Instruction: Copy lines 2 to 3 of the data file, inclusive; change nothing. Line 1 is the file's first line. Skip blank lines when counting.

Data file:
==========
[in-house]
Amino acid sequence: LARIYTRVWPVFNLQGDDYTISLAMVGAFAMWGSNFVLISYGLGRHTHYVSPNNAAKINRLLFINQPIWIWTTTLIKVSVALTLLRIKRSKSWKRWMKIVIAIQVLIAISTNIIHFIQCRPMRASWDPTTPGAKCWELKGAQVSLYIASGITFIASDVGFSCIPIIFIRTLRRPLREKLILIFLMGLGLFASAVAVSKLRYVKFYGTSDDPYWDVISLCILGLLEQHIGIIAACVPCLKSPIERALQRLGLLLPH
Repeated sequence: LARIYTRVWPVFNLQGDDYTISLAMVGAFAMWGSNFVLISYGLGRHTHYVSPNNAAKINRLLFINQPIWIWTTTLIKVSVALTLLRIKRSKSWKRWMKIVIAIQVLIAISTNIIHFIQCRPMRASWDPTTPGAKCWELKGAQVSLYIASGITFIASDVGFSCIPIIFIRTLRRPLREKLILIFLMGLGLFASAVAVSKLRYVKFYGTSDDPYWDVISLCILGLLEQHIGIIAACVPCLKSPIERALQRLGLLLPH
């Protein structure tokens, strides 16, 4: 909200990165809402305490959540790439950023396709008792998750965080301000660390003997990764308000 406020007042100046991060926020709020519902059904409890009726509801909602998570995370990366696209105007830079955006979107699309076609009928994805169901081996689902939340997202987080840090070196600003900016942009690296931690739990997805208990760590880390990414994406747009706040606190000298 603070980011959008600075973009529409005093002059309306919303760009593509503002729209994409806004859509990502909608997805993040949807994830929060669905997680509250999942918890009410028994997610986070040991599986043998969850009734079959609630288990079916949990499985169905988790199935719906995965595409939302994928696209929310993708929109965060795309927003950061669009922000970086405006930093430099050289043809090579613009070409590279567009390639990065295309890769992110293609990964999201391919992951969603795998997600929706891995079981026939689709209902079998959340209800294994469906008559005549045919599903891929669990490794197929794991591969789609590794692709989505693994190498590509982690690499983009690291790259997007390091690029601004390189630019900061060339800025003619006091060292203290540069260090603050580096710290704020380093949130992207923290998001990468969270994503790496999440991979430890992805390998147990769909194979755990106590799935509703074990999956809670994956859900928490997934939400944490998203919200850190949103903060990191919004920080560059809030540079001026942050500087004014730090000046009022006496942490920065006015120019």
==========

Amino acid sequence: LARIYTRVWPVFNLQGDDYTISLAMVGAFAMWGSNFVLISYGLGRHTHYVSPNNAAKINRLLFINQPIWIWTTTLIKVSVALTLLRIKRSKSWKRWMKIVIAIQVLIAISTNIIHFIQCRPMRASWDPTTPGAKCWELKGAQVSLYIASGITFIASDVGFSCIPIIFIRTLRRPLREKLILIFLMGLGLFASAVAVSKLRYVKFYGTSDDPYWDVISLCILGLLEQHIGIIAACVPCLKSPIERALQRLGLLLPH
Repeated sequence: LARIYTRVWPVFNLQGDDYTISLAMVGAFAMWGSNFVLISYGLGRHTHYVSPNNAAKINRLLFINQPIWIWTTTLIKVSVALTLLRIKRSKSWKRWMKIVIAIQVLIAISTNIIHFIQCRPMRASWDPTTPGAKCWELKGAQVSLYIASGITFIASDVGFSCIPIIFIRTLRRPLREKLILIFLMGLGLFASAVAVSKLRYVKFYGTSDDPYWDVISLCILGLLEQHIGIIAACVPCLKSPIERALQRLGLLLPH